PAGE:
by Dave Segal
on Sun, Jul 31, 2011 at 12:09 PM
American soul singer/songwriter Eugene (aka Gene) McDaniels passed away July 29. He was revered by hiphop producers and other crate-diggers for his classic LPs Outlaw and Headless Heroes of the Apocalypse (from 1970 and 1971, respectively). A powerful vocalist with a tendency for quirkily over-the-top emoting, he scored a hit single in 1961 with “A Hundred Pounds of Clay” and also wrote “Feel Like Makin’ Love,” which reached no. 1 on the charts for Roberta Flack in 1974. McDaniels reportedly died in his sleep in his Maine home. He was 76.
So I'm not at all a fan of the much-discussed situation that produced this, but that's something best saved for a face-to-face conversation. In the meantime, this shit is RICH. We are very much anointed.
High School Shootings, Buttercream Gang, Prawnyxx, Badluck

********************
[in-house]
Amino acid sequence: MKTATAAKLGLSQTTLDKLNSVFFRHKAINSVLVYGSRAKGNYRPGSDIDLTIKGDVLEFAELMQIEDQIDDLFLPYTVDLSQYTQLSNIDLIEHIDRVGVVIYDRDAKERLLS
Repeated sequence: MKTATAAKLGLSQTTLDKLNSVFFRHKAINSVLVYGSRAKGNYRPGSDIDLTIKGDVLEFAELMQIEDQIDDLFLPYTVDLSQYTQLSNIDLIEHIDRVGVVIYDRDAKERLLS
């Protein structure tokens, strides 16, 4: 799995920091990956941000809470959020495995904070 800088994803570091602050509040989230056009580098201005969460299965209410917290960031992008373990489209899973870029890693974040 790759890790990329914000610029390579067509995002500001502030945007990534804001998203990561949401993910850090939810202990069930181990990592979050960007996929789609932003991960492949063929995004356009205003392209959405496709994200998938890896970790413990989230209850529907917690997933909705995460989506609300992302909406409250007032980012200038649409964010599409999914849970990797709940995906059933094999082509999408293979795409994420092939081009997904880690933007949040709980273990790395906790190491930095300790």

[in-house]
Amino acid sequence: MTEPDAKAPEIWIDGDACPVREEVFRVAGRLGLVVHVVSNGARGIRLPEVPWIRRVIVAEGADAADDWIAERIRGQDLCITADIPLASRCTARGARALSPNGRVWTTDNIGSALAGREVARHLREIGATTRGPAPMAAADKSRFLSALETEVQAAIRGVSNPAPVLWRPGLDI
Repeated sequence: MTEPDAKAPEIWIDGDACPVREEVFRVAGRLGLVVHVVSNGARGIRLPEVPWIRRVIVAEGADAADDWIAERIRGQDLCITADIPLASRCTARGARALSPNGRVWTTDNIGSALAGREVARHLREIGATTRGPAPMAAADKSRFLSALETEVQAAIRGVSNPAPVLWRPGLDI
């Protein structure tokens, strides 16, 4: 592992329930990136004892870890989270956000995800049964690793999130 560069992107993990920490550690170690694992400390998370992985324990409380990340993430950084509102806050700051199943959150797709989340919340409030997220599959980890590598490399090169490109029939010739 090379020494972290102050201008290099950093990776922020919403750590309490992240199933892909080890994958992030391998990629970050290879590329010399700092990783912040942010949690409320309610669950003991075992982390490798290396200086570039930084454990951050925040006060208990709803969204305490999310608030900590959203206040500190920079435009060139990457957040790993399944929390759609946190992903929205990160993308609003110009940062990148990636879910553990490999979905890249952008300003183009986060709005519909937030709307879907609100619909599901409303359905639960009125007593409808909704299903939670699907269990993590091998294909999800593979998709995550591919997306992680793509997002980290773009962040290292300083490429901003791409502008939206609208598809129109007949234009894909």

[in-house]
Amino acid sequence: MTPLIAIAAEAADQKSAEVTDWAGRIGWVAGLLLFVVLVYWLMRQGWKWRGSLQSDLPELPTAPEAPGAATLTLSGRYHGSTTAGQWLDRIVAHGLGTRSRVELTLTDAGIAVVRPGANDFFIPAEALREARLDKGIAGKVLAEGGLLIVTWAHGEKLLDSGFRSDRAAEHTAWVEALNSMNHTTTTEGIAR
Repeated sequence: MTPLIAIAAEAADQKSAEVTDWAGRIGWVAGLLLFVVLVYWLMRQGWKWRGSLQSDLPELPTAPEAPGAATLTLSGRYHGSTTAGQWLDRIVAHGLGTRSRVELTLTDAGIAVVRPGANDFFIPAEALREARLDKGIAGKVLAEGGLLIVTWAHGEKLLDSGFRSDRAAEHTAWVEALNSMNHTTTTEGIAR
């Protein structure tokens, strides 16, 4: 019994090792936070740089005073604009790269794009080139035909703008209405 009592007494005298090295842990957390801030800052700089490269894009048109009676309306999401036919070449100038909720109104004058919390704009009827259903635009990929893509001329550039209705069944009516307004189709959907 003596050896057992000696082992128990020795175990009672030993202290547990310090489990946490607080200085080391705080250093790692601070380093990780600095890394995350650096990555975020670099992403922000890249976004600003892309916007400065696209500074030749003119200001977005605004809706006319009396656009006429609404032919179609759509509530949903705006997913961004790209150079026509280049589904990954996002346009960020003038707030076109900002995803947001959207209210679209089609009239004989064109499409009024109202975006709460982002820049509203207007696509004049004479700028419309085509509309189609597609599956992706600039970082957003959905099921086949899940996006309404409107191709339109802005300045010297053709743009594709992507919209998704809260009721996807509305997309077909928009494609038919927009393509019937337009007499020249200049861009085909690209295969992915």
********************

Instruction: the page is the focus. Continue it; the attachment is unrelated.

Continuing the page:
(Comet) I first heard the Buttercream Gang's "I Know 'Bout You" in 2008, and it remains the only BCG song I've ever heard, so I can't exactly claim to be an expert on the Napa band. But in three years, I've never gotten sick of that track, and I still spin it all the time. The song cropped up on my radar right around the time that Animal Collective's influence was unmistakably proliferating among the indie music underground, and the song—while hardly derivative—clearly belongs to that post–Strawberry Jam era, with its thunderously tribal drums, aqueous guitar, hummed hook, creepy bird-sex sounds, and outlandish, clattering outro. At five and a half minutes, "I Know 'Bout You" is a euphoric epic in the vein of like-minded performers Blastoids or Truman Peyote, with an ecstatic chorus that never fails to elevate. Here's hoping it sounds that good live. JASON BAXTER
Thrash/"dance punk" trio Footwork are among my favorite local bands (or, "bands I won't shut the fuck up about"). Their new six-song EP is online now at their bandcamp page. I recommend giving "Get Lost" a spin—it's got a barbed, post-Flexions grooviness and a serious sense of momentum. The second half of this track is a rager; let's "get lost" together in it's swarming mosquito-storm of hard-edged decibels: